Peddling on the Swiss Banks
We took an eleven-mile pedal from the Swiss town of Romanshorn along the Lake’s Swiss shoreline on bikes with battery-powered motors.
These things are amazing because when you need a little power, you push a switch. They are not motorbikes because you have to keep pedaling; the extra energy just adds an advantage. Very cool!
We ended up at a place that specializes in farmstays called Feierlenhof that provided a great glimpse into the farm life here in Switzerland, and the food was great. The mix of high tech-bikes and farm living was a perfect insight into the complex Swiss style.
Konstanz, Germany: Imperia Tells a Story
“The sultry lady has caused some raised eyebrows guarding the harbor at Konstanz,”, said our guide Ralf in the German city of Konstanz. She is named Imperia and holds a naked Pope and Emperor in her hands, symbolizing the power of women over men.
It is also symbolic of the Council of Konstanz in 1414-1418, which ended the Western Schism, a period during which there were two and sometimes three popes at one time.
The work was unveiled late at night in 1993 and was designed by artist Peter Fenk with the support of sponsors. The town council and the church were not amused, but the citizens of Konstanz embraced Imperia with relish. Such is the sense of humor displayed in this ancient university city.
Due to the allies’ fears of accidentally bombing Switzerland during WWII, the city retains much of its medieval center complete with half-timbered buildings and narrow streets. If a larger city is to your liking, Konstanz makes for a fine base.
Set on a vine-covered hillside is the visually stunning town of Meersburg; well know to Germans but relatively unknown to US travelers. The main streets are devoid of cars, and wine and food stalls fit in small niches.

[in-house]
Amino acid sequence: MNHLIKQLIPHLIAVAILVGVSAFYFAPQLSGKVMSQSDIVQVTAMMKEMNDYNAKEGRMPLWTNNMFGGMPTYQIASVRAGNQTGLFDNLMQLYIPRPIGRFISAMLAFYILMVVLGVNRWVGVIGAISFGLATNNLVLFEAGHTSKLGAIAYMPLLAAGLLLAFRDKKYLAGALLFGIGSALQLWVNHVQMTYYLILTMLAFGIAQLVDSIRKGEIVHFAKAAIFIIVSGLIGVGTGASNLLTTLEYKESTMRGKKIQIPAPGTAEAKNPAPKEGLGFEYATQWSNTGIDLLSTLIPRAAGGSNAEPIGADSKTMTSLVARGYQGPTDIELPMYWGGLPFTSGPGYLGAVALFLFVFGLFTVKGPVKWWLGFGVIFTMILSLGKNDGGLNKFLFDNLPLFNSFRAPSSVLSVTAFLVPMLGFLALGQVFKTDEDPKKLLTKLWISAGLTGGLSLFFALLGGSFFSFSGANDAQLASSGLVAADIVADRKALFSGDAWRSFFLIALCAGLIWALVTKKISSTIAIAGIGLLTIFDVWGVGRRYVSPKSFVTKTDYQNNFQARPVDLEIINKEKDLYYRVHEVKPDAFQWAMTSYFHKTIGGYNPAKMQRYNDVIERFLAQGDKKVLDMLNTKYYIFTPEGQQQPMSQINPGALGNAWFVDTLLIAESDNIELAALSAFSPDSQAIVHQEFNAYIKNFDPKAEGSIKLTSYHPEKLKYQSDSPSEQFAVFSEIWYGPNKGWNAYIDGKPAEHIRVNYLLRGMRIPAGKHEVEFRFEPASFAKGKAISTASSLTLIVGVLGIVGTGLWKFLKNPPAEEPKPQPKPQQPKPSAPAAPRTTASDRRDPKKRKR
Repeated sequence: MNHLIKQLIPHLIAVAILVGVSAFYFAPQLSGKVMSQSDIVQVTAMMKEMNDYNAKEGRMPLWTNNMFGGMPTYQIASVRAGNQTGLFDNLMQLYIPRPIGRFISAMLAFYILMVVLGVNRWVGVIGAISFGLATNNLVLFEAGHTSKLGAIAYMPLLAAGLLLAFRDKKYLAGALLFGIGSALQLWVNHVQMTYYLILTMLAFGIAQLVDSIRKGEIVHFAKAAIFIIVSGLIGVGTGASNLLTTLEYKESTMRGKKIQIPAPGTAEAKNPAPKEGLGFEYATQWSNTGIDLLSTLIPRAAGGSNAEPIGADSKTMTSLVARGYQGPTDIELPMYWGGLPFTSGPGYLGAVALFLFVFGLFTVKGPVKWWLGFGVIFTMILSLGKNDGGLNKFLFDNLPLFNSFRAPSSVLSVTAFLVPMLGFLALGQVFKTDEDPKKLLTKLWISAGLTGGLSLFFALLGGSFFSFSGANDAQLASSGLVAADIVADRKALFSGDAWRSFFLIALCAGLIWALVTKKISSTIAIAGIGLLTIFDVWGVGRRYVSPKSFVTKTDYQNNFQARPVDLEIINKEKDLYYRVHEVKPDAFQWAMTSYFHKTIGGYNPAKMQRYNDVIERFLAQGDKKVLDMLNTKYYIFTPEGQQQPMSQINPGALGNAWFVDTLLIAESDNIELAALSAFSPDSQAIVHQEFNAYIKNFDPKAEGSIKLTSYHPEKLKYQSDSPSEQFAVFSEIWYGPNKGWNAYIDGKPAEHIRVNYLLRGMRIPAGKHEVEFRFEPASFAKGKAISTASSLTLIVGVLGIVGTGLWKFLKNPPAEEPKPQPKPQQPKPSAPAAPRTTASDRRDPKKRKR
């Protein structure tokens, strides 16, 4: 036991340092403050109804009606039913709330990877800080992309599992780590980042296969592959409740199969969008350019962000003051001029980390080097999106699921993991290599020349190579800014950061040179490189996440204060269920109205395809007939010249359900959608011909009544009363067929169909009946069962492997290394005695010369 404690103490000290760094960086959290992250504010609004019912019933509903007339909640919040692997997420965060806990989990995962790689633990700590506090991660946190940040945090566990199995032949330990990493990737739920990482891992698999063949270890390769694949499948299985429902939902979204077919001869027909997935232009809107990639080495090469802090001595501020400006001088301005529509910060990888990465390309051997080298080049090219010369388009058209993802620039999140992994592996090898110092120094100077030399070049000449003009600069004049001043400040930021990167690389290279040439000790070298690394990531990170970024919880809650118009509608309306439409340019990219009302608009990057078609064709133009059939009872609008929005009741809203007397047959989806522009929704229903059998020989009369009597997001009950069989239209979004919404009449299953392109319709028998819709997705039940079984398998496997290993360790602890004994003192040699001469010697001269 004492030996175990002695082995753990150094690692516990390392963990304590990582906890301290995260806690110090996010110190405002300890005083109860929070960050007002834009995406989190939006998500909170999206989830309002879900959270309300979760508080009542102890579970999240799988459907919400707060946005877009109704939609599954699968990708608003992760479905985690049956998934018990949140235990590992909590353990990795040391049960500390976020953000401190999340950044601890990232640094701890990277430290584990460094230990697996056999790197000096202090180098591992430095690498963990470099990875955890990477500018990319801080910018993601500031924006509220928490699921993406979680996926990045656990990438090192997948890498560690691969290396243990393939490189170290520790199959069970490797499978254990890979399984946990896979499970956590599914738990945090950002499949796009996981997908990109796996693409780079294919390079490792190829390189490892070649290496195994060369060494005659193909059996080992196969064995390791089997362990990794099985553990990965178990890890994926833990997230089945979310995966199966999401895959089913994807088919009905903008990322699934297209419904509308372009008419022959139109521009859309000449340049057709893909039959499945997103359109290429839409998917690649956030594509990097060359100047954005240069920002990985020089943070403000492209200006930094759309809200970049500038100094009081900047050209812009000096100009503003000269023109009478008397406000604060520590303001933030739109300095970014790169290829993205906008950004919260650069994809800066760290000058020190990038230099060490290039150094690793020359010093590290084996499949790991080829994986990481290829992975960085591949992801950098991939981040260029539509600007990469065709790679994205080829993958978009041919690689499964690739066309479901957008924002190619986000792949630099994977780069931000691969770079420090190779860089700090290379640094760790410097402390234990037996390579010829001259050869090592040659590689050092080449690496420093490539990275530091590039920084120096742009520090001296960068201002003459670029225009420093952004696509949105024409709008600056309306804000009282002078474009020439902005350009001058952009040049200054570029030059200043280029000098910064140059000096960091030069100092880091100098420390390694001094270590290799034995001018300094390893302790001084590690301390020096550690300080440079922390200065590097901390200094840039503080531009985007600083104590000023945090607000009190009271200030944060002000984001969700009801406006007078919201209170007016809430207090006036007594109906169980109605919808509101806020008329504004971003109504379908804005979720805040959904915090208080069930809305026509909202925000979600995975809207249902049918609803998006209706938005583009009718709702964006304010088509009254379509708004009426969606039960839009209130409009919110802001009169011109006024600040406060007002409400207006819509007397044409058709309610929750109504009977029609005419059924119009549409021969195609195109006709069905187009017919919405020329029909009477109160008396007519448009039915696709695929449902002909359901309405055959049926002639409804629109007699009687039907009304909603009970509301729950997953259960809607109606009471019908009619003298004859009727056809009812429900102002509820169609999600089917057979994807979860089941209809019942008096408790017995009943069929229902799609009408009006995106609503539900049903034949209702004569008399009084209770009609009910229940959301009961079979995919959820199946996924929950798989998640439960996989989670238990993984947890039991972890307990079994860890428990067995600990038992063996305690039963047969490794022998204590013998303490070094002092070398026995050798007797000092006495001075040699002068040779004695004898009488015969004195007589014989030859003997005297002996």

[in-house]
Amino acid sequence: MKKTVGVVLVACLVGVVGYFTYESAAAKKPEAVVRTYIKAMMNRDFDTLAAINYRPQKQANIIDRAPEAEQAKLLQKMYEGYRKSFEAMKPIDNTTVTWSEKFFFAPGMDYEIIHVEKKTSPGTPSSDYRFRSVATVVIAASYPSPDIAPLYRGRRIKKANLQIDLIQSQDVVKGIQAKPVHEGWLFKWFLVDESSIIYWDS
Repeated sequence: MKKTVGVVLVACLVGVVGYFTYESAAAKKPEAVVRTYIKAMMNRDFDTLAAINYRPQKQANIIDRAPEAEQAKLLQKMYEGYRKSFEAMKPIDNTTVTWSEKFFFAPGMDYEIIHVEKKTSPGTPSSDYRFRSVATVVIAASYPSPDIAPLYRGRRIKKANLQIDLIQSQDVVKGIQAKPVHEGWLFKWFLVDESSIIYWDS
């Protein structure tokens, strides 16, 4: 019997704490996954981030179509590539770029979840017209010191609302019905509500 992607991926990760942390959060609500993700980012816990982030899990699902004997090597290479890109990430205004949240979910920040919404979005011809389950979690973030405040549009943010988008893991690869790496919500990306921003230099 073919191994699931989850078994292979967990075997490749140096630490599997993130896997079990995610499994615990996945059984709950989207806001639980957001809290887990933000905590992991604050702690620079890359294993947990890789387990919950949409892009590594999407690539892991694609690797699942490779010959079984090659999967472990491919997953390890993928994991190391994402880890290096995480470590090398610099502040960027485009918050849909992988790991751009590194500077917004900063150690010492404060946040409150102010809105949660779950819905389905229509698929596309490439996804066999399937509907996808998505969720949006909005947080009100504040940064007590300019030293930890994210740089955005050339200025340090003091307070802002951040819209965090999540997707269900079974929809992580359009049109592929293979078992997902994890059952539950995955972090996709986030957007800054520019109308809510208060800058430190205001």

This little gem even has two castles; the older one is privately owned but tours are available. It seems fitting that the Grimm brothers wrote some of their stories while living in the castle!
Just a short ferry away is the magical island of Mainau. The island has millions of plants and trees to study, a Disney World of botany.
This small island was once owned by the Teutonic Knights and then passed to the family of Grand Duke Friedrich I of Baden. His daughter Victoria was once the Queen of Sweden. This island has been known as the Swedish Island ever since.
Lake Constance is mesmerizing; the word fits perfectly as Franz Anton Mesmer was once a resident of Meersburg. The word is derived from his name as the founder of the theory of animal magnetism.
While it is easy to pick one spot as a base, the cultural differences almost demand that you stay in several places. A car isn’t necessary as the trains and ferries run frequently and are a pleasure to take.
Spring and summer are the perfect time to visit, but even in winter the lake keeps temperatures moderate. Fish is the favored dish and the local wines are nothing short of perfect.
Check out these websites for the nuts and bolts of Europe’s water wonderland.
Watch travel videos about Germany